Standing next to me is a kid on rollerblades. He is freakishly thin, sunken eyes, face like a bird. He looks the way a scarecrow would look if you put oversized clothes and high-impact kneepads on it. He has a pair of headphones on, the cable disappearing inside his T-shirt. His body is moving. And he is singing.

He is not a good singer.

This torture will only last for about five seconds, but it's still five seconds too many.

This is on the elevator, going from the third floor to the fourth. I am on a mission. On a mission of, quote, strategic, unquote, importance, or so my manager said. He had the good timing of showing up just after Eddie left. I had just sat down and was about to look at the new package when Ted's head slid into view from behind the right side of my cubicle-entrance, his neck seemingly attached to the wall in a bizarre man-and-fabric-covered-carboard symbiosis.

Hi, Ted's head said.

Hey, I said.

Ted's body moved out of hiding, and his head changed angle, no longer attached to the wall. I could imagine the body, silently panicking, screaming, Take this horrible thing off me!, arms trying to pull the head out while the head defended itself by biting. I chuckled.

What? he said.

Nothing... I said, the image of the head fighting it out with the body still in my mind.

Do you have a few minutes? he said, with a Very Serious Look.

Sure, I said, and as soon as the word was out of my mouth I started kicking myself for it. The fantasy battle between Ted's head and body had distracted me, lowered my defenses. Now, anything could happen. I had breached the golden rule. Never, ever say that you have some free time.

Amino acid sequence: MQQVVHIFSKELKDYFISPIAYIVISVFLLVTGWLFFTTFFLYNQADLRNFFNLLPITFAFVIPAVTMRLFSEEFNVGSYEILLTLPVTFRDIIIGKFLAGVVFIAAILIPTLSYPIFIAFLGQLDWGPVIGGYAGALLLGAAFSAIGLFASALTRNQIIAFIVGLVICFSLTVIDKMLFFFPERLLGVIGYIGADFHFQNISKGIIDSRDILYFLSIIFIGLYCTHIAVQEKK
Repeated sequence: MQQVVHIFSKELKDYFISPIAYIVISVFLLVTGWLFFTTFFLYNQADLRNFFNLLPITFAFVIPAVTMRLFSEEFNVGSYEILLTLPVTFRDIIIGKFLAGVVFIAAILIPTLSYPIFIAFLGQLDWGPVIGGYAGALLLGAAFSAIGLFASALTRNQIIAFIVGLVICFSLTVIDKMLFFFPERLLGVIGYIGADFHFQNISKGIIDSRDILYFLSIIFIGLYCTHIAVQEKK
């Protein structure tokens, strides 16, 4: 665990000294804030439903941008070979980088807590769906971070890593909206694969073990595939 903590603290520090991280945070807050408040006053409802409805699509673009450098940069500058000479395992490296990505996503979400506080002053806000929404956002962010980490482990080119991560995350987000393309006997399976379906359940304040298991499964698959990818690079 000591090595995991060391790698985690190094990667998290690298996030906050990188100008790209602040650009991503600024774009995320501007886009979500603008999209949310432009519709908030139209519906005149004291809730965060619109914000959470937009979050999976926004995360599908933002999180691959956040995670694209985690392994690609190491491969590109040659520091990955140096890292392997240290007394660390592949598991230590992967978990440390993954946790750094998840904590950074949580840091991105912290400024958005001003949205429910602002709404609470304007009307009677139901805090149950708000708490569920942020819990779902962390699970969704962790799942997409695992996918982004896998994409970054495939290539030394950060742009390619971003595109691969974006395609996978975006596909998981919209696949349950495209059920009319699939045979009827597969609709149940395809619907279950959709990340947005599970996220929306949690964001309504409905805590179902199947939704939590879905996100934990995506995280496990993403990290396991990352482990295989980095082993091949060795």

Ted's body walked into my cubicle, and his head followed.

You know, the memo we sent out last Friday to all departments about Operations Efficiency? he said.

I had no idea what he was talking about.

What about it? I said.

Well, there was a mistake in the second paragraph. A decimal point was off-place, he said, and paused for a moment, looking Very Serious, probably waiting for the enormity of what he'd just said to sink in.

Aha, I said.

Ted cleared his throat, and continued, So, we need to distribute a a corrected version. But the network is down, so we need to do it by hand.

Right, I said, not liking where things was going but not seeing a way out either.

Kathy has a set of printed copies, and a list of the people that should get them, he said, Can you go floor by floor and give a copy to each department head?

Company mailman, a new job to add to my resume.

What a waste of time.

While Ted waited for my response, I was trying to find a bulletproof excuse to get out of this, something that would counteract all the usual illogical arguments and, quote, issues, unquote, that would come out of Ted's mouth whenever you said something he didn't like. Nothing. Zero. Zip. Nada. Oh, what the hell.

Sure! No problem! I said, big smile on my face.

Great, Ted said, Let me know later how it went. And with that his body was gone, head and everything.

Which brings me back to this elevator and this kid next to me, singing, or trying to. I'm out of the elevator even before the doors have opened completely, carrying a binder with the printouts of the revised memo that I haven't yet delivered. I stop in my tracks, looking at the next name on my list.

It's Pete.

Maybe this mailman gig won't be a complete waste of time after all.